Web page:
Dr. Phil's Home
The international Physics community has decided to take this opportunity to celebrate the centennial of a rather significant leap in Man's understanding of the world. In 1905, a young Albert Einstein wrote a series of scientific papers which "changed everything." If any young physicist had written any one of these papers, it would have been a remarkable acheivement. For one person to write all of them is a singular event. By highlighting this important year of creativity, Physics hopes to bring attention to the world what it is that Physics does and what we understand of the world around us and the universe in general.
Much of what we teach in the introductory Physics courses is considered Classical Physics. The principles of Mechanics -- the study of motion -- are firmly rooted in the Physics of the 17th and 18th centuries. Electricty & Magnetism, as well as the study of Thermodynamics -- heat and engines -- were well understood by the 19th century. But there were flaws, problems which could not be solved or addressed by Classical Physics, even as late 19th century physicists suggested that an "End of Physics" was near -- that we had learned everything there was to know. Quite a claim, considering the atom was not understood, nuclear physics was barely begun and we really had no good idea how large the universe really was. The X-ray was discovered in 1895 and the electron in 1897. By 1900, Max Planck had proposed a quantum theory which suggested that some physics quantities had to come in discrete bundles, rather than taking on any possible value. How all this fit into the world was not, however, yet understood. Rather than an "End of Physics", an entire new world of the very large, the very small and the very fast was unfolding in what eventually would become called Modern Physics. A great deal of our modern technological society depends on the understanding of the principles of Modern Physics, from medical X-rays and nuclear power, to semi-conductor microchips, lasers, superconductors and Global Positioning Satellites. So what we are celebrating in this 2005 World Year of Physics is the jumpstart Albert Einstein's 1905 work gave to the field of Modern Physics and to our modern world.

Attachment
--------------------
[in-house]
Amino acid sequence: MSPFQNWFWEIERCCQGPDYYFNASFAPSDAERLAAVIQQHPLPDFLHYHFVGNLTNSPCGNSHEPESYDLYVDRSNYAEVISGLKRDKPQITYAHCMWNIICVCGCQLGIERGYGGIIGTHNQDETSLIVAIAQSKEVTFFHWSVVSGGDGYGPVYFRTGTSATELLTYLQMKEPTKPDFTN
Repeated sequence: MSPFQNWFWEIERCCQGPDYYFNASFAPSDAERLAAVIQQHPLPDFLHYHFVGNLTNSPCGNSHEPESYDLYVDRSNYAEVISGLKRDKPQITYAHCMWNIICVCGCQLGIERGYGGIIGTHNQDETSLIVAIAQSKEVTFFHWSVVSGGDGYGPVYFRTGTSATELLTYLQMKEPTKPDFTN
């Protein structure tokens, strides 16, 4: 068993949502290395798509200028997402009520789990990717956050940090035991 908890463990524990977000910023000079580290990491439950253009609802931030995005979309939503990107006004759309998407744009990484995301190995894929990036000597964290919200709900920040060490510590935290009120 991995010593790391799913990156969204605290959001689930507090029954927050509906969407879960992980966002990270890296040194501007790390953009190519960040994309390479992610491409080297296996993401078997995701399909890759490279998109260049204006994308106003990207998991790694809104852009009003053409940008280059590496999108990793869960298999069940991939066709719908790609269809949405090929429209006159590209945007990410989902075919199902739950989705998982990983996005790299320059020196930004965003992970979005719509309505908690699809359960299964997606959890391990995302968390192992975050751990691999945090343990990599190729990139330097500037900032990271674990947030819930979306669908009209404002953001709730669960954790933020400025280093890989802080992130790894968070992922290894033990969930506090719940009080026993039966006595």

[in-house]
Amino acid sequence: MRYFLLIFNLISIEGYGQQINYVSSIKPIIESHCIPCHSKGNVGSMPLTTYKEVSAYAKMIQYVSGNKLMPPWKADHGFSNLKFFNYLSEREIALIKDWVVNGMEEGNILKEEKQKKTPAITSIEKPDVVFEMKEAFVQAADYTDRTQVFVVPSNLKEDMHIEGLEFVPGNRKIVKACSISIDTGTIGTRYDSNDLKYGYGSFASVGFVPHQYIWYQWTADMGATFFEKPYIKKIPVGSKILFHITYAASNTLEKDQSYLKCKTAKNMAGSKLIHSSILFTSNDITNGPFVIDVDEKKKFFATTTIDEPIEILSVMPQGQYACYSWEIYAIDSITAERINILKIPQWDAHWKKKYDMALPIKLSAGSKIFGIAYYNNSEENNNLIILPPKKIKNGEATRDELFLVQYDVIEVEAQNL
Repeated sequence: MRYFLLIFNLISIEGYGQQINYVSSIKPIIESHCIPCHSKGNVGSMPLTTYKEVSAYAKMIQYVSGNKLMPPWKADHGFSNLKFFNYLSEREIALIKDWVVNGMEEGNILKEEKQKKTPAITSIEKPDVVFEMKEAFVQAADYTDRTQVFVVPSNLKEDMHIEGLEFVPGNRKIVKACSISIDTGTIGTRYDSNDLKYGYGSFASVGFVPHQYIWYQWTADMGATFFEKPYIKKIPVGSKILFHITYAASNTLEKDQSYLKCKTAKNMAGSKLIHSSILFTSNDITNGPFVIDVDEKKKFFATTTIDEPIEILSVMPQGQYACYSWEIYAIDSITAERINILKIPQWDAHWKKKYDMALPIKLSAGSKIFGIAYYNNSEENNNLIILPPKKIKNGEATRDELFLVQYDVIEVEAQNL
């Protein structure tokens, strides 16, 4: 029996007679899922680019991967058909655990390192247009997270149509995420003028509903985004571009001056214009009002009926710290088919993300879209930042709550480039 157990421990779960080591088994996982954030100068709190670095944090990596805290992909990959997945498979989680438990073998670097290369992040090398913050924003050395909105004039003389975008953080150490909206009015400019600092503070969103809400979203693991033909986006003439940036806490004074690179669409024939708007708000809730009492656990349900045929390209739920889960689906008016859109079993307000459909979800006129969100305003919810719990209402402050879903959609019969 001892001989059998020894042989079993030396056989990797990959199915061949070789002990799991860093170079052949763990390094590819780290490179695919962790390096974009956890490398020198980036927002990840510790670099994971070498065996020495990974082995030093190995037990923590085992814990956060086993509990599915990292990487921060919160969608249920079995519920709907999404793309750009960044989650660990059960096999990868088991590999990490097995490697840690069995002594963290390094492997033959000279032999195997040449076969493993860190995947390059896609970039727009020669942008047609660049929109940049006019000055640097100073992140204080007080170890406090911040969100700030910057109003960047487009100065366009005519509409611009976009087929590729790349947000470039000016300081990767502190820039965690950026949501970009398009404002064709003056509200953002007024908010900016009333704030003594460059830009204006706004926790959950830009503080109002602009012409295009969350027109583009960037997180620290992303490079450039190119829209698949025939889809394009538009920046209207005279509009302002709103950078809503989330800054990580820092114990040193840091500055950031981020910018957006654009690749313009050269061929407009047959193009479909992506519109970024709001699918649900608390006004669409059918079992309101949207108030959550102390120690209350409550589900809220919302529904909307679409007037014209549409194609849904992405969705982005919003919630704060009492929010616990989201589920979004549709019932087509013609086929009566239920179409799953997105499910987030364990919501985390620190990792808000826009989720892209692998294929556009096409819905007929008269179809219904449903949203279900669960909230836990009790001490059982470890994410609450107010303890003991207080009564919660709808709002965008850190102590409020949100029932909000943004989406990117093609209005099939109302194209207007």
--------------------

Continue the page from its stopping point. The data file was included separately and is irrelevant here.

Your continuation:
Last Update: 20 October 2004.Wednesday